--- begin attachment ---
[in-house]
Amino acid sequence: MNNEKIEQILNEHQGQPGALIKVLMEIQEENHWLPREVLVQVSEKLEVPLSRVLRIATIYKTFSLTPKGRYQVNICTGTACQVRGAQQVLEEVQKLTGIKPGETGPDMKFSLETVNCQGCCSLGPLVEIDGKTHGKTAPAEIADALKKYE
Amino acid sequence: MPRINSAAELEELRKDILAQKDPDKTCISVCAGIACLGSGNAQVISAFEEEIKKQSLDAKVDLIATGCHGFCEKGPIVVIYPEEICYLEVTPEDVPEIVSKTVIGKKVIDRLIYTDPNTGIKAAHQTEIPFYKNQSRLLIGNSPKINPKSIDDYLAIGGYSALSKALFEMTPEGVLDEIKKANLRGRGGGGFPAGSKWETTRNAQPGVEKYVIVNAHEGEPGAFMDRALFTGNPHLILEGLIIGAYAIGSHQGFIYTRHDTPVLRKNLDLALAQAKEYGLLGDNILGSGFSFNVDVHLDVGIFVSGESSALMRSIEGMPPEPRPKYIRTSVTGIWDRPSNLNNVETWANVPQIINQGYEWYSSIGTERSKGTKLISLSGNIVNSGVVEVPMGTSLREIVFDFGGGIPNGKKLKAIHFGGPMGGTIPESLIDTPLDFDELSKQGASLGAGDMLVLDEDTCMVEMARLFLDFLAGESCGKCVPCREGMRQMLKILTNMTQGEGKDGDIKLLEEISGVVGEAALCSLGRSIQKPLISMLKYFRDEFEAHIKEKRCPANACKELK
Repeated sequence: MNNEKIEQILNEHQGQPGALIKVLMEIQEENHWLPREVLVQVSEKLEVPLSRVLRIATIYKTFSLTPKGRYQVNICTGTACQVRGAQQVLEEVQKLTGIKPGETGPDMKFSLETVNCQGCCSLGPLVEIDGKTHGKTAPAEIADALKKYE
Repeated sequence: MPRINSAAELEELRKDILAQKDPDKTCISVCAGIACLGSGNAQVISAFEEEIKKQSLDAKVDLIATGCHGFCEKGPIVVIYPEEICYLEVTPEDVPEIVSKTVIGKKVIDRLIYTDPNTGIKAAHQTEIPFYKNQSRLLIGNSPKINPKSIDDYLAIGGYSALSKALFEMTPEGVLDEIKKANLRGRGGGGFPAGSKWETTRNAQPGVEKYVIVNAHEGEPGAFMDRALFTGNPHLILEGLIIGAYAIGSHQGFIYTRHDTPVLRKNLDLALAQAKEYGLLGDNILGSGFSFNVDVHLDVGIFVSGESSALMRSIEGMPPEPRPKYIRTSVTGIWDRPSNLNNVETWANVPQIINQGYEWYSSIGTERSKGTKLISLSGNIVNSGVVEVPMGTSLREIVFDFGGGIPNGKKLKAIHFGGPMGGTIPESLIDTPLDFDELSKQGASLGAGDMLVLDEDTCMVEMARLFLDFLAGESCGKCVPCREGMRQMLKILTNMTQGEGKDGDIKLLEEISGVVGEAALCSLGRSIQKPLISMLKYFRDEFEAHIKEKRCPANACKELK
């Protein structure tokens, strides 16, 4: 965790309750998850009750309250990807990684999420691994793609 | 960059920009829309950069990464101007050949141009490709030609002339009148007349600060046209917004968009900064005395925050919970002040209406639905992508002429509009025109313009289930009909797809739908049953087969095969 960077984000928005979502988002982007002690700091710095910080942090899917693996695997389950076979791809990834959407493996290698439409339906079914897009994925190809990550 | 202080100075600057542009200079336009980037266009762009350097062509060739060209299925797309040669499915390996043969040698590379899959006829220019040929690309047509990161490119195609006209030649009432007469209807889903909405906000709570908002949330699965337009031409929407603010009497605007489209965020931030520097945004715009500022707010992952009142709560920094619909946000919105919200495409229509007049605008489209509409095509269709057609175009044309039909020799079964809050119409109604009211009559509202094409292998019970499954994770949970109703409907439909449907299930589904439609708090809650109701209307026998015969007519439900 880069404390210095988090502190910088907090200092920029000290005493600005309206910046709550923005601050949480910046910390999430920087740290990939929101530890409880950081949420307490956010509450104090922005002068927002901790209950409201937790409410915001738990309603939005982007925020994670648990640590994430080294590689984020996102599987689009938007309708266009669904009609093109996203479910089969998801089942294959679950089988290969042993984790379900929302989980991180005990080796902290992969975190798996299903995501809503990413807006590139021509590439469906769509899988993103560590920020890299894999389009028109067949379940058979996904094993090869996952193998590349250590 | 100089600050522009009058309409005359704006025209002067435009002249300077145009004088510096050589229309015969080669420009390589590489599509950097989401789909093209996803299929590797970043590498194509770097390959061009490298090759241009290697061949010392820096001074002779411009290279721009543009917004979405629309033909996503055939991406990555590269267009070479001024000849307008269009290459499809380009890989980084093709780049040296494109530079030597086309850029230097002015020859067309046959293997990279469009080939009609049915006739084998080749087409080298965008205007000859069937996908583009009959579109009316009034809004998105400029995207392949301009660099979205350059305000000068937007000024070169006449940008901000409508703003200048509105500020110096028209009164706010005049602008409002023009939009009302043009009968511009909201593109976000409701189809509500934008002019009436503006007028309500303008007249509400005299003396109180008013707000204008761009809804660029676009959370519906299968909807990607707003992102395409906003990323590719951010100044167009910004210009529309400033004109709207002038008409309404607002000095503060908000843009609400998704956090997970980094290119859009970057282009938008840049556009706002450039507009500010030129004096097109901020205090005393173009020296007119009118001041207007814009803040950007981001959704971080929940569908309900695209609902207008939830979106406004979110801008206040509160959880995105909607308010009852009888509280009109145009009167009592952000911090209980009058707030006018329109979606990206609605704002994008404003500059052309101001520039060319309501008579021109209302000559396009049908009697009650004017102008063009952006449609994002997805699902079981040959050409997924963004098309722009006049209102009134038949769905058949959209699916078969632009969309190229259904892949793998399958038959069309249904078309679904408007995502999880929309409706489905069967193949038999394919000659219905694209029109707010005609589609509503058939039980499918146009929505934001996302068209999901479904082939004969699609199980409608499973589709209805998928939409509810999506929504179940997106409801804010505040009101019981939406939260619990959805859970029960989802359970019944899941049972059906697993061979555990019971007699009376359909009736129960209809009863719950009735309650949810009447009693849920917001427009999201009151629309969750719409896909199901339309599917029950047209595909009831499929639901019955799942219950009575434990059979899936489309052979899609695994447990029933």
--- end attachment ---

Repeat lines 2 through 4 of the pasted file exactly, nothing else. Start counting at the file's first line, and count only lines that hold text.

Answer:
Amino acid sequence: MNNEKIEQILNEHQGQPGALIKVLMEIQEENHWLPREVLVQVSEKLEVPLSRVLRIATIYKTFSLTPKGRYQVNICTGTACQVRGAQQVLEEVQKLTGIKPGETGPDMKFSLETVNCQGCCSLGPLVEIDGKTHGKTAPAEIADALKKYE
Amino acid sequence: MPRINSAAELEELRKDILAQKDPDKTCISVCAGIACLGSGNAQVISAFEEEIKKQSLDAKVDLIATGCHGFCEKGPIVVIYPEEICYLEVTPEDVPEIVSKTVIGKKVIDRLIYTDPNTGIKAAHQTEIPFYKNQSRLLIGNSPKINPKSIDDYLAIGGYSALSKALFEMTPEGVLDEIKKANLRGRGGGGFPAGSKWETTRNAQPGVEKYVIVNAHEGEPGAFMDRALFTGNPHLILEGLIIGAYAIGSHQGFIYTRHDTPVLRKNLDLALAQAKEYGLLGDNILGSGFSFNVDVHLDVGIFVSGESSALMRSIEGMPPEPRPKYIRTSVTGIWDRPSNLNNVETWANVPQIINQGYEWYSSIGTERSKGTKLISLSGNIVNSGVVEVPMGTSLREIVFDFGGGIPNGKKLKAIHFGGPMGGTIPESLIDTPLDFDELSKQGASLGAGDMLVLDEDTCMVEMARLFLDFLAGESCGKCVPCREGMRQMLKILTNMTQGEGKDGDIKLLEEISGVVGEAALCSLGRSIQKPLISMLKYFRDEFEAHIKEKRCPANACKELK
Repeated sequence: MNNEKIEQILNEHQGQPGALIKVLMEIQEENHWLPREVLVQVSEKLEVPLSRVLRIATIYKTFSLTPKGRYQVNICTGTACQVRGAQQVLEEVQKLTGIKPGETGPDMKFSLETVNCQGCCSLGPLVEIDGKTHGKTAPAEIADALKKYE